Arkansans set a high bar for Kentuckians in responding to their governor’s direct assault on the state’s public records law, and their message is clear: Stop putting the public’s interest last yet again.
As one critic loudly proclaimed, “Avoiding public scrutiny is neither bold nor conservative; it’s weak and reactionary. Requiring elected officials to obey the law isn’t ‘weaponizing’ the law.”
Kentuckians should heed what’s happening in Arkansas in the likely event of an attack on Kentucky's open government laws in the 2024 regular session.
Arkansas mimics Florida; Kentucky at a disadvantage
Arkansans had a marked advantage in this regard: three whole days to organize their opposition to Gov. Sarah Huckabee Sanders’ call for a special legislative session to, among other things, overhaul the state’s Freedom of Information Act.
In a Friday press conference to announce the special session commencing Monday, the governor claimed that the Arkansas public records law “slows state government operations and exposes her and other constitutional officers to security risks.” On the pretext of modernizing the law, she lamented that it is being “weaponized” to “slow down our bold conservative agenda.”
Following in the hallowed footsteps of her Florida counterpart, Ron DeSantis, Sanders is determined to shield her travel records from public scrutiny. But that’s only aspect of her multi-part scheme to upend open government in Arkansas.
Her bright idea to dim the sunlight in Arkansas includes:
- Creating a new deliberative process exemption to substantially reduce the information Arkansans can obtain through the state FOIA about the deliberations of officials’ policy recommendations and other governance matters.
- Making it more difficult for an attorney or individual winning a FOIA claim to recover attorney fees and other reasonable expenses.
- Including a “retroactivity clause” that would apply new state FOIA exemptions to requests dating back to Jan. 1, 2022.
Public condemnation of Sanders’ ‘stealth bomb’
In less than 24 hours — more like 24 minutes — Arkansans swung into action to defend their half- century old public records law. I could fill a monograph with quotations drawn from the stirring defense of the Arkansas Freedom of Information Act that appeared in a single day.
It is this level of media and public outrage — this organized and immediate call to action — that is the last, best hope for dissuading the proponents of the anti-transparency agenda in Kentucky — a line that traces its recent origins to the likes of former Gov. Matt Bevin, Senate President Robert Stivers, and Attorney General Daniel Cameron.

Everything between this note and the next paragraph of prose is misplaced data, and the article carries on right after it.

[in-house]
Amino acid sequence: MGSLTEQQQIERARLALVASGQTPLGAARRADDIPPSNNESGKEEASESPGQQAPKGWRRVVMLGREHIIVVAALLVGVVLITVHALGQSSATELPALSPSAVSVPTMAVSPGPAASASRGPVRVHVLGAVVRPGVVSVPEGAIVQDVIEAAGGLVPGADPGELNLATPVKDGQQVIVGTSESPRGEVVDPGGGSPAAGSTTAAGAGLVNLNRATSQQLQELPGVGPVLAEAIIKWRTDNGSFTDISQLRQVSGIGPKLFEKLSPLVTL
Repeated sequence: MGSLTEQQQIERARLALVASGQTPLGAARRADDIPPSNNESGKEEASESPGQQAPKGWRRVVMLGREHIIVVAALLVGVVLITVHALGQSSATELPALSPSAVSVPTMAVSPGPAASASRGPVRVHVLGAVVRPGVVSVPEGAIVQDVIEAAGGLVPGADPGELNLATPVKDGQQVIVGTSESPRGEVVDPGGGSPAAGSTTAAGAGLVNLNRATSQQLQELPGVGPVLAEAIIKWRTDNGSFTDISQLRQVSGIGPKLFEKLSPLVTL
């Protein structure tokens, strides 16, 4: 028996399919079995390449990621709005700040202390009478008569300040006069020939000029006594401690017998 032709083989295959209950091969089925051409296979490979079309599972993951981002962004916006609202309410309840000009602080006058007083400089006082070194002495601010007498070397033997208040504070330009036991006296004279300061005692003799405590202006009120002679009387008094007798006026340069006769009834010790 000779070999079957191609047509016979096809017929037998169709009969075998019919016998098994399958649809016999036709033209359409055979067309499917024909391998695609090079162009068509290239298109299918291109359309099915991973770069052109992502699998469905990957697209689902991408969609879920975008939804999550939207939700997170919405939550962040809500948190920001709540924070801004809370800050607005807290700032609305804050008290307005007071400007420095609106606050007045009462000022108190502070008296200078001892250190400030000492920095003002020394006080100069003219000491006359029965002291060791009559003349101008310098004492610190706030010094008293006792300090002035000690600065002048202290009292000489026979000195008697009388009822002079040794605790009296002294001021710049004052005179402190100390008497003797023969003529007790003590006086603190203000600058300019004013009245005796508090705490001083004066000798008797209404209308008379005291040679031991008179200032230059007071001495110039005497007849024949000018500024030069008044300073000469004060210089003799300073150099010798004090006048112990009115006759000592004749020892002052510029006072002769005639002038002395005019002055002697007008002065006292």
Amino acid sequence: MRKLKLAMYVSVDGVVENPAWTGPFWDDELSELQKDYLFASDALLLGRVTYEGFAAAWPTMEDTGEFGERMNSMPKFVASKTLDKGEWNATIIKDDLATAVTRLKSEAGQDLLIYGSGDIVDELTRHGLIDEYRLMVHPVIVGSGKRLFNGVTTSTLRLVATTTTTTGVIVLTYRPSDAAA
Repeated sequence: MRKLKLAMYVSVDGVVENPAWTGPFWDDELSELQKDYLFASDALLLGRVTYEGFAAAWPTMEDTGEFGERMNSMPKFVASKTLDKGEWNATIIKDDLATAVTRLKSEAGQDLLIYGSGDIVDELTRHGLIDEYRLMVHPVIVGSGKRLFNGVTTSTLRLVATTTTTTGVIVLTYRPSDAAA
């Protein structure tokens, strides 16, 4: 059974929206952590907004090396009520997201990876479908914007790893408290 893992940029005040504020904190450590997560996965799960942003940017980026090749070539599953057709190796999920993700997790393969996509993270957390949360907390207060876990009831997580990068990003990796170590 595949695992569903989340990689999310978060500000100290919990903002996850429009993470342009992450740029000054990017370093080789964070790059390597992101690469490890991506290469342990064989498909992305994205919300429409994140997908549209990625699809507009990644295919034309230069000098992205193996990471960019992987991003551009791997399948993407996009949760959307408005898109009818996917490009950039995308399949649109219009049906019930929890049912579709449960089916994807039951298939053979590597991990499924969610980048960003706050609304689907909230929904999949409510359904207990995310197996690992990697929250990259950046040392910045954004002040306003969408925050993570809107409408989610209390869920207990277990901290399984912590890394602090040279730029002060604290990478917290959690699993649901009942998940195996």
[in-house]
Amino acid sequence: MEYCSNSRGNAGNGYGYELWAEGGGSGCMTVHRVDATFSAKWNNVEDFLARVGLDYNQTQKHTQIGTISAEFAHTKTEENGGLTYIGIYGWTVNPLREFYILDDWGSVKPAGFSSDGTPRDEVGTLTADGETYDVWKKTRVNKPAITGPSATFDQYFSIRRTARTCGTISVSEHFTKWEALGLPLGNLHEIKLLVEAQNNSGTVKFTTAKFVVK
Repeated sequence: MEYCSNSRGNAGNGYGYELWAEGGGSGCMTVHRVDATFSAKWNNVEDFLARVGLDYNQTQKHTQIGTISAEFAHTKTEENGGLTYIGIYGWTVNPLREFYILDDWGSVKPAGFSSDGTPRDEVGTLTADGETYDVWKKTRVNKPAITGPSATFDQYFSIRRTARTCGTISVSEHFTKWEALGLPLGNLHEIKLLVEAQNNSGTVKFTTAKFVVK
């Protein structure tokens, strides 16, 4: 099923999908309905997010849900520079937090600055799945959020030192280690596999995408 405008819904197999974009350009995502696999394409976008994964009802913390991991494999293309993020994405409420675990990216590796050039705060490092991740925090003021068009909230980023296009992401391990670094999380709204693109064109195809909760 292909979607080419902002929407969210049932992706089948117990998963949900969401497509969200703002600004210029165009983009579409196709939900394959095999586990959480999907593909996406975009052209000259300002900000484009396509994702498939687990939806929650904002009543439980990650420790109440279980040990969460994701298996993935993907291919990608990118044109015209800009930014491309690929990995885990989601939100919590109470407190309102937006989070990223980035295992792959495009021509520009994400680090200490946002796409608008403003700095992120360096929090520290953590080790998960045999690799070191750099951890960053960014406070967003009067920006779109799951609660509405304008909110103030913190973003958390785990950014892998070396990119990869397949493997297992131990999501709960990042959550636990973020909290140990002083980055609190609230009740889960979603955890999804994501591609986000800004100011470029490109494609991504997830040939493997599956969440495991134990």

- The first declared the actuarial analysis of his public pension reform plan, his travel records, and his executive pardon records none of the public’s business.
- The second histrionically asserted the necessity of legislative secrecy as the basis for excluding the General Assembly and the Legislative Research Commission from the open records law.
- The third exploited his role as open records and open meetings administrative adjudicator to divest the public of its long recognized right to public records based on their content and not their location, its ability to assess the propriety of a closed session, and its expectation that public officials' discussions of public business will be conducted in a public forum (not by email).
Sadly, Kentuckians are at a disadvantage. Whereas Sanders gave opponents of her assault on that state’s Freedom of Information Act a whopping 72 hours to organize, Kentucky lawmakers are determined to keep the public entirely in the dark about the schemes they are hatching for the coming legislative session — until they are hatched.
Kentuckians have no way of knowing if Arkansas is a preview of what we can expect in the upcoming legislative session.
This is because the General Assembly’s supermajority is keeping a tight lid on the bills that will be introduced in the 2024 regular session. The past practice of posting pre-filed bills was statutorily eliminated in 2022’s HB 10. The more controversial the bill, the less likely the public is to know about it until the 2024 Regular Session is upon us. This severely handicaps the ability of stakeholders to engage with lawmakers and to alert the public to legislative threats to existing law.
Given the fact that similar laws aimed at limiting the public’s right to know were enacted in Florida earlier this year, and have been introduced in Arkansas, this may represent a national legislative playbook. Unfortunately, we are unlikely to know until it is too late.
RIP government transparency?
No less than Republican President Gerald R. Ford once declared, “In a democracy, the public has a right to know not only what the government decides, but why and by what process. The Government serves and the people rule.”
Times have clearly changed. Sadly, these changes include a burgeoning assault on open government.
The reason is clear: Open government laws are the Great Equalizers. Today’s public officials do not like an equal playing field in which we are all equipped with the same knowledge and information.
To the extent our lawmakers see fit to afford us a glimpse into their machinations, keep a watchful eye, Kentucky. To borrow a phrase, it is our right to know – not merely a privilege – that officials are threatening.